• By the time cases are detected in some countries, there is already a degree of circulation within its communities. Identifying new variants requires genetic sequencing, which is a technique that is still uncommon across the world. There are countries with a higher level of expertise and available resources, but there are some countries that are still in the process of building up their genomic surveillance — an analysis required for timely pathogen detection. 
  • The U.K. variant has been discovered in at least 45 countries by now, but different scientific approaches and circumstances yield different detecting outcomes, so it is likely present in many more. When the virus first began to reach other countries, the resources available and the setup of each surveillance system affected the ability to identify cases. Some public health agencies lacked the capacity, technology or resources necessary to detect cases early. 
  • The U.K. has long been advanced in genomic sequencing while the U.S. is not yet as experienced, meaning the new variant could be more widespread than currently recorded. For a country as large as the U.S., and that manages surveillance and epidemiological data at the state level, implementing a single coordinated strategy is challenging.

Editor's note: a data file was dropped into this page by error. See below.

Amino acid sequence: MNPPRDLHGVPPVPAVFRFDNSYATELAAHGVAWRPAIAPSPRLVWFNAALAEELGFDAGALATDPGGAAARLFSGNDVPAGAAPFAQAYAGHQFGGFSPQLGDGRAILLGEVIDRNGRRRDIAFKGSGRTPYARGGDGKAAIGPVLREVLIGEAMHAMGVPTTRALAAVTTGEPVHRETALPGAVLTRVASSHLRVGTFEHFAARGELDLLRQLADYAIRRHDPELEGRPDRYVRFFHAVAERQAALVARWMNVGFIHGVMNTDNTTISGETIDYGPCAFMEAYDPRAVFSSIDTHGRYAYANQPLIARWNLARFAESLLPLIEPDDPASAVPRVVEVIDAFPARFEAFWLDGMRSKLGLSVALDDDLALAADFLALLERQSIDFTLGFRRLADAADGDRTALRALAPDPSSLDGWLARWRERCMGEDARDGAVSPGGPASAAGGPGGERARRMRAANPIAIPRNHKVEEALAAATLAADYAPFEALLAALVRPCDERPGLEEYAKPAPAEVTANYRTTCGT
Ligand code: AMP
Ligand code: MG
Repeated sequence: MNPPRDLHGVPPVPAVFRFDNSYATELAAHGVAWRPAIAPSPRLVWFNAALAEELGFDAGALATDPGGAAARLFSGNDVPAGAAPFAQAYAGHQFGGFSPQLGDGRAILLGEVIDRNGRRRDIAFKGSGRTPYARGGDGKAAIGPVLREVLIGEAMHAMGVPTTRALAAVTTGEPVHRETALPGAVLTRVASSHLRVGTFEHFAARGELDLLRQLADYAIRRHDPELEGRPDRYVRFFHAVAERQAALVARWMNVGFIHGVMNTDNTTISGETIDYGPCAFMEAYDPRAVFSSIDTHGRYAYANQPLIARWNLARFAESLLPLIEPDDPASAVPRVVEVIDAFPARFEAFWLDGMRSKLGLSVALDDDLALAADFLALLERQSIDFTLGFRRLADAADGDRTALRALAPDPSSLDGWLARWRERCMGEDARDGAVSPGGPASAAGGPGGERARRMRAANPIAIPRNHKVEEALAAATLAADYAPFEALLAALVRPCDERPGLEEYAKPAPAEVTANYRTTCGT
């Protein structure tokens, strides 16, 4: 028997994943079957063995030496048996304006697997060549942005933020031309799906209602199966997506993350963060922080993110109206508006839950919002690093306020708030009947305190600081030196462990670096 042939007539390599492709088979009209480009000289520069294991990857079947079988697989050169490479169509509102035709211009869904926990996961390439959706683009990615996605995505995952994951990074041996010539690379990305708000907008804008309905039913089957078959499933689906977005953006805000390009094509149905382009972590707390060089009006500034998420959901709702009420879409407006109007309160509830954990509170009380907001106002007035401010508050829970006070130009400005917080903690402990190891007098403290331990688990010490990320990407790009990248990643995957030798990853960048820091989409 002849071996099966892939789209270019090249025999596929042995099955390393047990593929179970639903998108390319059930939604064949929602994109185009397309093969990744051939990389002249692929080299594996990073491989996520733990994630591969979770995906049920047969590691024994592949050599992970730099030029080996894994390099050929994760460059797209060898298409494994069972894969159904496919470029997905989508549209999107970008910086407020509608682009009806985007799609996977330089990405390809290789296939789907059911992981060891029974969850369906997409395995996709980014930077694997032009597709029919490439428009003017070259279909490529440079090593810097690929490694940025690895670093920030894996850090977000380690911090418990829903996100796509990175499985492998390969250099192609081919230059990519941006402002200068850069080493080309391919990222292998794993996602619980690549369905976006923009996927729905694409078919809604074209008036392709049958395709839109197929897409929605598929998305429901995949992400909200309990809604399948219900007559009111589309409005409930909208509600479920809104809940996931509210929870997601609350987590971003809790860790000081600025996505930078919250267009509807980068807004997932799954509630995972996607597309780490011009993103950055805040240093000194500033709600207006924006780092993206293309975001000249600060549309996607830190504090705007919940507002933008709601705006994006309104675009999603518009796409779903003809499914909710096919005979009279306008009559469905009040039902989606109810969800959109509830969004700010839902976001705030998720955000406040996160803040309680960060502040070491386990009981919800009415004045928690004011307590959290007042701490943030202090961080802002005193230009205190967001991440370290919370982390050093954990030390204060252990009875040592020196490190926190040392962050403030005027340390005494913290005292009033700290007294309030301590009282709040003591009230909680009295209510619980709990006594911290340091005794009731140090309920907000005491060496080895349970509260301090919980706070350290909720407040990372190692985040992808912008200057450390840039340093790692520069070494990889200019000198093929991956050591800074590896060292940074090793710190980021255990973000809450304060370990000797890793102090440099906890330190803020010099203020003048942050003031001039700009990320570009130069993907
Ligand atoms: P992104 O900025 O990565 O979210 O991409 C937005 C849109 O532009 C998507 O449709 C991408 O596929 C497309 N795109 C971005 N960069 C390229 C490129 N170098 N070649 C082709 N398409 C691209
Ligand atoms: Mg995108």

• The U.K. has implemented one of the most developed epidemiological surveillance strategies, which is a product of government support and effective coordination among many public health agencies and academic institutions, and early investments of resources and time.

[Read more: Reporting during two pandemics: COVID-19 and racism]

On new variants and vaccine efficacy